"The decision to raise our IMF subscriptions by 88 percent was first mooted when Gordon Brown was in charge – but was okayed by the current government last October. While Canada, Switzerland, Holland and Belgium all managed to keep the increase in their subs low, whoever negotiated the deal on our behalf seems to have preferred to have UK taxpayers assume greater debt liabilities so that they could sit on a bigger chair at the various international summits they attend on our behalf. Alongside fiscal policy and monetary policy, our approach towards the bailouts and the IMF shows that there has been remarkably little change in economic policy at the Treasury since Gordon Brown was in charge."
By Matthew Barrett
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Gavin Williamson (South Staffordshire) (Con): I understand that my hon. Friend recently received the very prestigious award of tax personality of the year. I am somewhat concerned that this glorious award may be influencing his conduct as a Minister in carrying on his business in relation to tax policy. Is that a fact?
Mr Gauke: I am grateful to my hon. Friend for that intervention. I am trying hard not to let the award go to my head. I will endeavour to do my best, but it is of course a great honour. I take it as praise for what the Government are doing more generally on tax policy. Before I break into tears—I find it quite emotional to talk about the award—I shall return to the issue of mutual assistance.
1.30pm update: Below is a photo taken at the event, with (left to right), David Kilshaw, Chairman of the Private Client Group at KPMG, the Minister, David Gauke, Chris Jones, Director of Tax & Accountancy at LexisNexis, and Natasha Kaplinsky, the host for the awards ceremony:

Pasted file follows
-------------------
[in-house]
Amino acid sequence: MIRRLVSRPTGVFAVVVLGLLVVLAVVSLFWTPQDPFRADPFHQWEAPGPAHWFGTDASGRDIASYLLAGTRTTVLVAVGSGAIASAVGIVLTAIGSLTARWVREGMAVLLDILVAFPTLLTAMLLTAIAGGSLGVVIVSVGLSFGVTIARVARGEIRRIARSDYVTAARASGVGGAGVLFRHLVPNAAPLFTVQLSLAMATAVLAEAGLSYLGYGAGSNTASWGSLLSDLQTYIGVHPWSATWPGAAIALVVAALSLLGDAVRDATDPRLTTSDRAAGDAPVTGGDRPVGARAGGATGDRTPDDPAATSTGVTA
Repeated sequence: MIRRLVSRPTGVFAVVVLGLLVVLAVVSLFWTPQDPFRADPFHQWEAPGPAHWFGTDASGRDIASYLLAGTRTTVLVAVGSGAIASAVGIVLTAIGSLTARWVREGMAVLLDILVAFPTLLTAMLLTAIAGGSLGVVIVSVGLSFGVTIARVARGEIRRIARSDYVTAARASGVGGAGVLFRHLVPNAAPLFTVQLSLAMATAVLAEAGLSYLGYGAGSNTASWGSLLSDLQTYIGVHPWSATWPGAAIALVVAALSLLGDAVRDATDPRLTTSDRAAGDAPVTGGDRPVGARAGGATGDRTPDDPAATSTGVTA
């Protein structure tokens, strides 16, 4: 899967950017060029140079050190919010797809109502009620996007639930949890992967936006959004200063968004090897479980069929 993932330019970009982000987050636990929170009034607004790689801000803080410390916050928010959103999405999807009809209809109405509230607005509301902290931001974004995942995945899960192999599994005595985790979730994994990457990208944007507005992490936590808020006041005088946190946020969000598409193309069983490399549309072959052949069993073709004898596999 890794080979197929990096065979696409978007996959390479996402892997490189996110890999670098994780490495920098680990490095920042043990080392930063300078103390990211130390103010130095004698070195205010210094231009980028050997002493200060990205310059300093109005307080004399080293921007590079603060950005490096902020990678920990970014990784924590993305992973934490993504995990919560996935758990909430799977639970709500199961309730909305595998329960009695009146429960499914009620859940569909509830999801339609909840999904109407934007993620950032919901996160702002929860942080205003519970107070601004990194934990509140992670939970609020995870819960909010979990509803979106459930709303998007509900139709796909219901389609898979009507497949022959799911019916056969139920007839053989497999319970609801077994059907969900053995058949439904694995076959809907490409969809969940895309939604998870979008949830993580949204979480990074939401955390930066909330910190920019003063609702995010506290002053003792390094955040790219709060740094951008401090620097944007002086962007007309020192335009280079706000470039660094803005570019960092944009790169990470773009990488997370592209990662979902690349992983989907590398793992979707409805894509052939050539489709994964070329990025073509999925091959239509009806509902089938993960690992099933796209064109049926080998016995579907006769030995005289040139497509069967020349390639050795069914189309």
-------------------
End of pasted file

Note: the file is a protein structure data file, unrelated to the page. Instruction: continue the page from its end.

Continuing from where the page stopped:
"The choice of winner for this award reflects the judges’ desire to recognise a significant change in the approach of government to tax policy, and the process of passing tax legislation. In particular, the recipient of the award has shown a real willingness to engage with the tax profession and develop a technical understanding of the issues which it raises with government. His attendance and accessibility at the tax profession’s events was noted well before he became a government minister. Even when he was shadowing another well-respected minister, Stephen Timms, this person impressed the tax profession with his grasp of the subject. Since he has come into the Treasury team as Exchequer Secretary to the Treasury, he has continued to deal with us as one professional talking to other professionals."
2.15pm Update: The award was also recognised by Nigel Mills (Con, Amber Valley) during the Finance Bill (No. 3) report stage on Monday evening: